Too weird to believe?
“My work on the origin of the Universe is on the border between science and religion, but I try to stay on the scientific side. We are on a minor planet of a very average star in the outer suburbs of one of a hundred thousand million galaxies. It is difficult to believe in a God that would care about us" (Stephen Hawking ).
Stephen Hawking rejects the God-idea for no other reason than that it seems impossible that any being could exist who is “bigger” than the universe. He understands the universe better than almost anybody else; he grasps its glory, its intricacy, its order and mathematical precision but, rather than concluding that such order requires an Orderer, he just cannot accept that any being could be intelligent enough and powerful enough to have done it. The notion that “someone out there” could have sufficient cerebral clout to monitor every subatomic particle, and sufficient power to have brought into being the massive amounts of energy throbbing throughout our universe stretches even his remarkable imagination too far.
He has a point. One cannot help but wonder if some Christians, too, might reject God if they realized what sort of God it would take to “be the Being” and to do the things that Scripture claims of Him. They too might find themselves incapable of accepting that such a glorious being could exist. Generally speaking, Jews have a better grasp of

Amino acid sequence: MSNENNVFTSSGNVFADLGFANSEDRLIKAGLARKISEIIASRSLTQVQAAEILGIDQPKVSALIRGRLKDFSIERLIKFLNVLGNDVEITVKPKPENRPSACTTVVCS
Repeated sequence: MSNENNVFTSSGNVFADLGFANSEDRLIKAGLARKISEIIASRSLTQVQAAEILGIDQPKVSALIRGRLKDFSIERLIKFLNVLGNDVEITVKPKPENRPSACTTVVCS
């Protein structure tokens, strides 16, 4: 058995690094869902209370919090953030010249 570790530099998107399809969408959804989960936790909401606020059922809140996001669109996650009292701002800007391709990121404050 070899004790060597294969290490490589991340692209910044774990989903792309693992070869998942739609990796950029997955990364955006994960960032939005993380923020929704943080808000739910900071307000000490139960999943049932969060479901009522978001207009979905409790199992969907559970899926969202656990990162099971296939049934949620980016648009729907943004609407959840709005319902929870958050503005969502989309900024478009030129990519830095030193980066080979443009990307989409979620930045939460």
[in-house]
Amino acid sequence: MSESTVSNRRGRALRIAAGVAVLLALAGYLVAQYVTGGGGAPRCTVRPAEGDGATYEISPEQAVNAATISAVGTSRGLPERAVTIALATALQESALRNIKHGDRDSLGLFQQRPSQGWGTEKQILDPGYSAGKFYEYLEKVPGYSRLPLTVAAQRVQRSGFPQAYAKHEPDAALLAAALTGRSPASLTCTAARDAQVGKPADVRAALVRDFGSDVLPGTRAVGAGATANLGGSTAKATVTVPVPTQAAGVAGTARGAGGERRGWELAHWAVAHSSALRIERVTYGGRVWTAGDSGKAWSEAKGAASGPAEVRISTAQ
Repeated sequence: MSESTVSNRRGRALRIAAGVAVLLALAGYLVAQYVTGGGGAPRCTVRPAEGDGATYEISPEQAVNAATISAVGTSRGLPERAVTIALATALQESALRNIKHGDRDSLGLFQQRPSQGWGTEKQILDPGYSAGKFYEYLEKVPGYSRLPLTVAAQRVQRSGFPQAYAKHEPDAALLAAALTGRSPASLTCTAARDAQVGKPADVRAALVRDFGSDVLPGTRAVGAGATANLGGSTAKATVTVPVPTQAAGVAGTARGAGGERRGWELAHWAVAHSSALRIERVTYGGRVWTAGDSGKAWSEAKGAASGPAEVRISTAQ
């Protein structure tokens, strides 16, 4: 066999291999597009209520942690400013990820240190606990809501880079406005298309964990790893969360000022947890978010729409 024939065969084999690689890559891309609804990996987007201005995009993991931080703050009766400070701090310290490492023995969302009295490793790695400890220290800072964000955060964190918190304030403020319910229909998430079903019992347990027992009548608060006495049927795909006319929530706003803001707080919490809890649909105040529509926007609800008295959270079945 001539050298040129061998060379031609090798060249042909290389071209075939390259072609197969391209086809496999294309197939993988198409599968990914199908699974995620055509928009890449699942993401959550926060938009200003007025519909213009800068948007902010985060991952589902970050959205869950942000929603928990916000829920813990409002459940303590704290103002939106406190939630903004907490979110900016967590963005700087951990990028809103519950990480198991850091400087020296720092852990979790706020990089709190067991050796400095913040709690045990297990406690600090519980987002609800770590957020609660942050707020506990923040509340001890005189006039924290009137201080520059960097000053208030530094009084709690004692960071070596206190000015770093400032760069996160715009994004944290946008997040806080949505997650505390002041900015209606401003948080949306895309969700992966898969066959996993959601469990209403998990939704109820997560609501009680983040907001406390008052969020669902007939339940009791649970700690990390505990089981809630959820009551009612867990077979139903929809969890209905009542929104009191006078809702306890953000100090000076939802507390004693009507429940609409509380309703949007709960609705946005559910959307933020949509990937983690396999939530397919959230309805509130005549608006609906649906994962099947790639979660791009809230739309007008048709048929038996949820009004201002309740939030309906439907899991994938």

the greatness of God than many Christians have, yet they balk at the idea that Jesus, the descendant of David destined to rule over the house of Jacob, was also “God in the flesh”. They cannot accept the possibility that the One True God could enter flesh and walk this planet and talk with us humans and still remain just the One Divine Being. In their eyes, to view Jesus as God would make two gods — an impossible prospect in the light of Deuteronomy 6:4:
“Hear, O Israel: The Lord our God, the Lord is one!”
In addition to the problem of how Jesus could be God without inferring “another God”, Jews could not accept that the promised Messiah, treated in the Old Testament as a human “son of David”, could also be God in the flesh — the idea of the Incarnation is just too way out to believe.
The real problem lies in the innate and overwhelmingly powerful human tendency to reject any idea that seems too way-out to be possible. No rules of logic make it impossible to accept that one infinite being can be “manifested” in an unlimited number of ways, or even of “consisting of” a number of “parts” while remaining one being. Yet it seems too way out to many to believe; we tend to reject any ideas that just seem too far-fetched to our puny minds. But when it comes to God, nothing is impossible.